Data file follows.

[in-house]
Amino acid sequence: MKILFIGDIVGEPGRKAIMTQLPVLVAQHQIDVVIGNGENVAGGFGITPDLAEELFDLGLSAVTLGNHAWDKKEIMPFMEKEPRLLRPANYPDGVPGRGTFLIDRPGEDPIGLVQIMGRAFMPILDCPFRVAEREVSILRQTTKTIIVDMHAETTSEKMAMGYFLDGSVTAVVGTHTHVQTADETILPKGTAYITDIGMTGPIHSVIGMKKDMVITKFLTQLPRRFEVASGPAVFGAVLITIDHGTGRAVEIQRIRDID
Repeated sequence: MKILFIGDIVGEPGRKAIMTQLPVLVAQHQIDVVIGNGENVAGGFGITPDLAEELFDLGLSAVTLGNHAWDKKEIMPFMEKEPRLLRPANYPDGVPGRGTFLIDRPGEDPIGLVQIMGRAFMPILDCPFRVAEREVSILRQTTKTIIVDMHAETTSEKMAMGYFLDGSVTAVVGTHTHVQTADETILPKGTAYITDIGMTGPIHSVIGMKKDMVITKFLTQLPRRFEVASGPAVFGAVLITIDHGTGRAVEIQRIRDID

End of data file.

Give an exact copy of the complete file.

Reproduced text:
[in-house]
Amino acid sequence: MKILFIGDIVGEPGRKAIMTQLPVLVAQHQIDVVIGNGENVAGGFGITPDLAEELFDLGLSAVTLGNHAWDKKEIMPFMEKEPRLLRPANYPDGVPGRGTFLIDRPGEDPIGLVQIMGRAFMPILDCPFRVAEREVSILRQTTKTIIVDMHAETTSEKMAMGYFLDGSVTAVVGTHTHVQTADETILPKGTAYITDIGMTGPIHSVIGMKKDMVITKFLTQLPRRFEVASGPAVFGAVLITIDHGTGRAVEIQRIRDID
Repeated sequence: MKILFIGDIVGEPGRKAIMTQLPVLVAQHQIDVVIGNGENVAGGFGITPDLAEELFDLGLSAVTLGNHAWDKKEIMPFMEKEPRLLRPANYPDGVPGRGTFLIDRPGEDPIGLVQIMGRAFMPILDCPFRVAEREVSILRQTTKTIIVDMHAETTSEKMAMGYFLDGSVTAVVGTHTHVQTADETILPKGTAYITDIGMTGPIHSVIGMKKDMVITKFLTQLPRRFEVASGPAVFGAVLITIDHGTGRAVEIQRIRDID